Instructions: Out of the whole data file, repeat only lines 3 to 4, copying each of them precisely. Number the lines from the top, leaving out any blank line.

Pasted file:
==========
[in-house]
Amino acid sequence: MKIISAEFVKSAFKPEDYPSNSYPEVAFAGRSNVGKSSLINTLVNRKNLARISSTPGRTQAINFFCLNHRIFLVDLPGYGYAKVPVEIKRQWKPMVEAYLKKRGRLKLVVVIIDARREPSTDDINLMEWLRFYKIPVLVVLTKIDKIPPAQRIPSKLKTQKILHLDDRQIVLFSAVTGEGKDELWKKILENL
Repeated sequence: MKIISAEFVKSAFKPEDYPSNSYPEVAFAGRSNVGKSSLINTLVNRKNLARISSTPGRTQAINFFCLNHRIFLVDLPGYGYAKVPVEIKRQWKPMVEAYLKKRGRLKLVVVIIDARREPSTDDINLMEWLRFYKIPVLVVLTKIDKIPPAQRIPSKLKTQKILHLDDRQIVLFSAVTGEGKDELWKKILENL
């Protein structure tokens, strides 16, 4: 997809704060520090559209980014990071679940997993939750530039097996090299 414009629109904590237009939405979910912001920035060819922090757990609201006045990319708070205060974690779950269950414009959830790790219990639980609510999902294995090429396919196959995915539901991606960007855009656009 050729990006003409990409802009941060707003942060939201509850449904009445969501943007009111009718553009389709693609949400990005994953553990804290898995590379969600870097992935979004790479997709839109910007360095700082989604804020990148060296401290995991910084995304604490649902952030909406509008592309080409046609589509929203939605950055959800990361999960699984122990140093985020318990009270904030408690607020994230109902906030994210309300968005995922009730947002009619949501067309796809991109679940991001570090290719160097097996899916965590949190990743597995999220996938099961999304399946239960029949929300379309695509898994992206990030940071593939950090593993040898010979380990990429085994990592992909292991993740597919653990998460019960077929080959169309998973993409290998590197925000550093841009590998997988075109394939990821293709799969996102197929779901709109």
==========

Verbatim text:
Repeated sequence: MKIISAEFVKSAFKPEDYPSNSYPEVAFAGRSNVGKSSLINTLVNRKNLARISSTPGRTQAINFFCLNHRIFLVDLPGYGYAKVPVEIKRQWKPMVEAYLKKRGRLKLVVVIIDARREPSTDDINLMEWLRFYKIPVLVVLTKIDKIPPAQRIPSKLKTQKILHLDDRQIVLFSAVTGEGKDELWKKILENL
């Protein structure tokens, strides 16, 4: 997809704060520090559209980014990071679940997993939750530039097996090299 414009629109904590237009939405979910912001920035060819922090757990609201006045990319708070205060974690779950269950414009959830790790219990639980609510999902294995090429396919196959995915539901991606960007855009656009 050729990006003409990409802009941060707003942060939201509850449904009445969501943007009111009718553009389709693609949400990005994953553990804290898995590379969600870097992935979004790479997709839109910007360095700082989604804020990148060296401290995991910084995304604490649902952030909406509008592309080409046609589509929203939605950055959800990361999960699984122990140093985020318990009270904030408690607020994230109902906030994210309300968005995922009730947002009619949501067309796809991109679940991001570090290719160097097996899916965590949190990743597995999220996938099961999304399946239960029949929300379309695509898994992206990030940071593939950090593993040898010979380990990429085994990592992909292991993740597919653990998460019960077929080959169309998973993409290998590197925000550093841009590998997988075109394939990821293709799969996102197929779901709109």